Monday’s rebound didn’t really drag that far. Trading dynamics in most markets slowed to a trickle. Intraday moves didn’t alter standing trading pictures. Eco data hardly grabbed the headlines despite consensus-beating Richmond Fed manufacturing index and despite the best EC EMU consumer confidence print since early 2018. The $60bn US 2-yr Note auction – a stronghold in auction space – tailed with indirect bids receding. Following the recent 10 bps increase in yields at the front end of the curve, it suggests that some are side-lined with more (US rate hike bets) to come. Dovish remarks by FOMC Chair Powell and NY Fed Williams were echoes from earlier speeches. Cleveland Fed Mester did provide some additional insights. She believes that a taper call is something for fall, allowing to assess some additional job market data first. She wouldn’t reveal on where she stands regarding a first rate hike but clearly stressed that the FOMC will stick to the sequencing principle of ending net asset purchases before hiking interest rates. Recapping yesterday’s market action: European stock markets gained less than 0.5% while US indices ended 0.2% (Dow) to 0.8% (Nasdaq) higher. US Treasuries outperformed German Bunds. US yields fell by 2.3 bps to 3.2 bps with a slight outperformance of the front end of the curve. US real yields remain sticky near absolute low levels. German yields added 0.4 bps (2-yr) to 1.4 bps (15-yr) on the day. 10-yr yield spread changes vs Germany ended near unchanged. The dollar corrected again slightly lower in FX space, but holds on to most of its post-FOMC gains at an 1.194 close.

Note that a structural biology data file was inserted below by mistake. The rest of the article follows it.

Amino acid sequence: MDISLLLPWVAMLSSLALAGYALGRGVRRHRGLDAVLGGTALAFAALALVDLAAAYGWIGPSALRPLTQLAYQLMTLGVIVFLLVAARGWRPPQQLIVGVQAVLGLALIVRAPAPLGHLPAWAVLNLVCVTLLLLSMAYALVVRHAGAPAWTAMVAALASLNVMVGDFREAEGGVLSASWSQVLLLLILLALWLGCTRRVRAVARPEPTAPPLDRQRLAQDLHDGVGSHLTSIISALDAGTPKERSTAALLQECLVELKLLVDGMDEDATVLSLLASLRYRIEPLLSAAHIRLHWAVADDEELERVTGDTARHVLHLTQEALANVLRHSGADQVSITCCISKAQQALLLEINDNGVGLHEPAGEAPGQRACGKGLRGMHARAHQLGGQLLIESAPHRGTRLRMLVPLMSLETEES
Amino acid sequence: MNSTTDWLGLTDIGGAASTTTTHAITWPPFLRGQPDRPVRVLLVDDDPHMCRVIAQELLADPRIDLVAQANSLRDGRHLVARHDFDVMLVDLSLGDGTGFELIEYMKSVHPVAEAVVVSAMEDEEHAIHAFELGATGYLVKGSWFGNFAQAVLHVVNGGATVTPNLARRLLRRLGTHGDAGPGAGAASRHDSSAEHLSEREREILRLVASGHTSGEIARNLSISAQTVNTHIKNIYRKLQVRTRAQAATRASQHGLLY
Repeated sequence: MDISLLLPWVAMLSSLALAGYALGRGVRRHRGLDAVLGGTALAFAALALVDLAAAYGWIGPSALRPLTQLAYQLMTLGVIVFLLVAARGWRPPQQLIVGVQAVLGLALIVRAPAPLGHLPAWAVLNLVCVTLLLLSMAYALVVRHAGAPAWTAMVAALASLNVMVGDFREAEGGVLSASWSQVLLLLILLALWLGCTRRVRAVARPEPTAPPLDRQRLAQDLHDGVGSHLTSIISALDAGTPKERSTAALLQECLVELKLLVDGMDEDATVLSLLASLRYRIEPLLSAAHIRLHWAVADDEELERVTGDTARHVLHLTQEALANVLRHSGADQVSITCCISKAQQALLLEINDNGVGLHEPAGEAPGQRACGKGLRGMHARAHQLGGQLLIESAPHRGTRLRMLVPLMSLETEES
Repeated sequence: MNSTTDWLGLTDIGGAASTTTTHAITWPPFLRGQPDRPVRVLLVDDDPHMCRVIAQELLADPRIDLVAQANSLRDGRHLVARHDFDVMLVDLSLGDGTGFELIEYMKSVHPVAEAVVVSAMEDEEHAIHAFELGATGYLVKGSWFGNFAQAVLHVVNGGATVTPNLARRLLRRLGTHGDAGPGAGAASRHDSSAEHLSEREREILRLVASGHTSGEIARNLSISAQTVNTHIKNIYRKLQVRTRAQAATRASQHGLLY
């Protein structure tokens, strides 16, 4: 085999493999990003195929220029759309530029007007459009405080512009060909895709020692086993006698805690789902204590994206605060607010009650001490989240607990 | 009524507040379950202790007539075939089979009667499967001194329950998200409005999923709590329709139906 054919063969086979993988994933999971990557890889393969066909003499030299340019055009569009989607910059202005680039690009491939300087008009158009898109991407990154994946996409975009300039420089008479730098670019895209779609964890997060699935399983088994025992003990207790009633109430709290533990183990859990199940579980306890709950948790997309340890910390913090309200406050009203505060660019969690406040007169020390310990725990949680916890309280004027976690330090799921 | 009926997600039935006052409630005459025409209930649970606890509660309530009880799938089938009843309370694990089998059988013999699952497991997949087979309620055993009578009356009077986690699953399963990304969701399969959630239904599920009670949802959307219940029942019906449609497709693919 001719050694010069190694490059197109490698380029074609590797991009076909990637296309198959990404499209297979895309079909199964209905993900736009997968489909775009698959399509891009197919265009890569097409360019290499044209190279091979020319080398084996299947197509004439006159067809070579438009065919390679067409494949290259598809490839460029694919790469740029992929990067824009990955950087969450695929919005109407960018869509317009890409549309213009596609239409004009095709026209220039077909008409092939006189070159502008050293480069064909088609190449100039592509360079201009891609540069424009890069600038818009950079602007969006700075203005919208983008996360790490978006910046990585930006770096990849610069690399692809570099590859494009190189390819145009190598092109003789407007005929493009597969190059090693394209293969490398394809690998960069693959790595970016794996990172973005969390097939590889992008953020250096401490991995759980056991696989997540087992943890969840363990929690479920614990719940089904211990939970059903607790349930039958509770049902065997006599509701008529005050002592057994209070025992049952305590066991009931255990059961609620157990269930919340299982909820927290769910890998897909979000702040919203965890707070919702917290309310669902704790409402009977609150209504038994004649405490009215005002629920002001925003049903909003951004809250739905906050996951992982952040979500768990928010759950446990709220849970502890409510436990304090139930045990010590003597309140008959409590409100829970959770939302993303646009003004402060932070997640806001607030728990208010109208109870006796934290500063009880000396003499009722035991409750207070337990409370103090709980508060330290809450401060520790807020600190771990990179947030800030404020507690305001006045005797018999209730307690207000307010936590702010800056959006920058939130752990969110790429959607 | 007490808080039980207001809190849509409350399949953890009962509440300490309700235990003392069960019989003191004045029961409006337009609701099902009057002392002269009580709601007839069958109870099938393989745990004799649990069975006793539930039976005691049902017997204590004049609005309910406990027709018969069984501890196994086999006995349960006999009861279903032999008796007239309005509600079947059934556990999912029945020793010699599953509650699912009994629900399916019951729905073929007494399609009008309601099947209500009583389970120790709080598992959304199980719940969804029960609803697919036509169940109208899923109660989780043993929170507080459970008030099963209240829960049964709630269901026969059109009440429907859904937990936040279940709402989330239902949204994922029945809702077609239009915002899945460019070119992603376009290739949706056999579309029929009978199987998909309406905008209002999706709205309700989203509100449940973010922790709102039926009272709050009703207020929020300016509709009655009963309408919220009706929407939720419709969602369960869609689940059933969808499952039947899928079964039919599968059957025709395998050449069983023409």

Asian stock markets trade mixed this morning with China outperforming. The German Bund and US Note future missed their wake-up calls while the dollar gets the benefit of the doubt. The eco calendar is interesting with June EMU PMI readings. Consensus expects a boost to services especially as most EMU countries, including Germany, eased lockdown restrictions further. Consensus outcomes of 62.3 for manufacturing and 58 for services should be manageable. We are eager to see whether EU markets have an eye for potential upward surprises. It could in any case continue the Bund’s underperformance against US Treasuries, but will it also be able to finally alter trading dynamics in EUR/USD to the European side of the story? We don’t front run on such switch yet and let the data speak first. Speeches by Fed governors Bowman and Rosengren are wildcards for trading as is the US Treasury’s 5-yr Note auction. Sterling remains marginally better bid against the euro (EUR/GBP 0.8550 area) ahead of tomorrow’s BoE meeting which risks becoming a non-event.
The median price for US existing houses rose a record 23.6% y/y to top $350.000 for a first time in May. The National Association of Realtors said price increases were recorded in every region of the country. Since last summer, prices have been climbing sharply, partially as a result of the pandemic-related lockdowns and people rushing to find more space and bigger homes. The price raises are contributing to a slowdown of the pace of home sales though, with existing home sales falling for a fourth straight month with 0.9% m/m in May. But despite all that, demand still outstrips supply.
A truce in the Brexit trade dispute, the “sausage wars”, is in the making, British and European officials say. The UK opting not to introduce some checks on goods crossing into Northern Ireland, saying it is hurting local communities lies at the heart of the conflict. Without a solution after the grace period ends June 30, a ban comes into force on the sale of chilled meats and fresh sausages into NI (which remained under EU custom’s rules as part of the Brexit deal) from the rest of the UK. The British government has now asked the EU to extend this grace period, which the bloc didn’t dismiss right away. It will discuss next steps at a meeting tomorrow.